Configuring CloudWatch Logs for Identifying Memory Leaks on Windows Workloads in AWS

 Andrew Grube
Configuring CloudWatch Logs for Identifying Memory Leaks on Windows Workloads in AWS

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Paging File % Usage in CloudWatch

Recently I needed to identify potential memory leaks in a Windows application running in an AWS environment. CloudWatch metrics were used to be able to store this information over time for business leaders to be able to identify performance over time in our web server application. Below I will explain how I set up CloudWatch on our Windows servers as well as how I configured CloudWatch to monitor specific performance counters that might indicate application memory leaks.

Identifying Performance Monitor Performance Counters

Search for "Perfmon" in the Windows search bar and open it.
Click the + sign to add a performance counter:

Perfmon Add Counter Screenshot

Click on "Process", then select the process name which you would like to monitor.
Click Add

Adding Specific Process to Perfmon in Windows


Click "Ok" at the bottom right hand of the window.

Performance Monitor will now start monitoring all of the counters for that specific process. This is the information we will use to monitor specific memory conditions of our application.

Perfmon populated with application specific performance counters

CloudWatch Agent Installation

You will need to install the CloudWatch Agent on the AWS EC2 instance in order for CloudWatch to start logging metrics.
CloudWatch Agent for Windows
CloudWatch User Guide

Your EC2 instance must have the AWS Managed role called 'CloudWatchAgentServerPolicy' attached to it. Instructions on how to do that can be found here.

CloudWatch Agent Configuration

Open your File Explorer and navigate to 'C:\ProgramData\Amazon\AmazonCloudWatchAgent\Configs'.

Save the below JSON to a file called 'config.json'.

This will monitor the Chrome process and will put the logs into the CWAgent namespace in us-east-1. Edit agent.region in the config.json for the region in which your EC2 instance is located. For example: us-west-2, eu-west-1, etc.


{
   "agent":{
      "region":"us-east-1"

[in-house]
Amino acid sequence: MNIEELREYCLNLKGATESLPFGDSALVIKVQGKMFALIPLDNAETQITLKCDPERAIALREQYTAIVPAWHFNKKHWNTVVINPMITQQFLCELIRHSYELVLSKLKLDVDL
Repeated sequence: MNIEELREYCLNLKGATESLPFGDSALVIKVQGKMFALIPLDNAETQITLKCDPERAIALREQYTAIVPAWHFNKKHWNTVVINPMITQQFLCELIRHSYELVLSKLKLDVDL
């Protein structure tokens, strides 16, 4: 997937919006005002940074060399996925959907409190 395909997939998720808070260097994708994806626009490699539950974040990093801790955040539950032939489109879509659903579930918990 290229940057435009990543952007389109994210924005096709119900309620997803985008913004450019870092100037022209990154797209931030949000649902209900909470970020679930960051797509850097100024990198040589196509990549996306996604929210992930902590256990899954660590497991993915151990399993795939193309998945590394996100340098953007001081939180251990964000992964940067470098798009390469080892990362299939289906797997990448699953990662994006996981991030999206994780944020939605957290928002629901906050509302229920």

},
   "metrics":{
      "metrics_collected":{
         "LogicalDisk":{
            "measurement":[
               {
                  "name":"% Free Space",
                  "rename":"FreeDiskPercent",
                  "unit":"Percent"
               },
               {
                  "name":"Avg. Disk sec/Transfer",
                  "rename":"Avg. Disk sec/Transfer",
                  "unit":"Count/Second"
               }
            ],
            "resources":["C:",”D:”]
         },
         "Paging File": {
            "measurement":[
               {
                  "name":"% Usage",
                  "rename":"% Paging File Usage",
                  "unit":"Percent"
               }
               ],
               "resources": [
                "_Total"
               ]
         },
         "Memory":{
            "measurement":[
               {
                  "name":"Available MBytes",
                  "rename":"Memory",
                  "unit":"Megabytes"
               },
               {
                  "name":"% Committed Bytes In Use",
                  "rename":"% Memory Usage",
                  "unit":"Percent"
               },
               {
                  "name":"Pages/sec",
                  "rename":"Pages/sec",
                  "unit":"Count/Second"
               }
            ],
            "resources":[
               "Server Memory"
            ]
         },
         "Process":{
            "measurement":[
               {
                  "name":"Pool Nonpaged Bytes",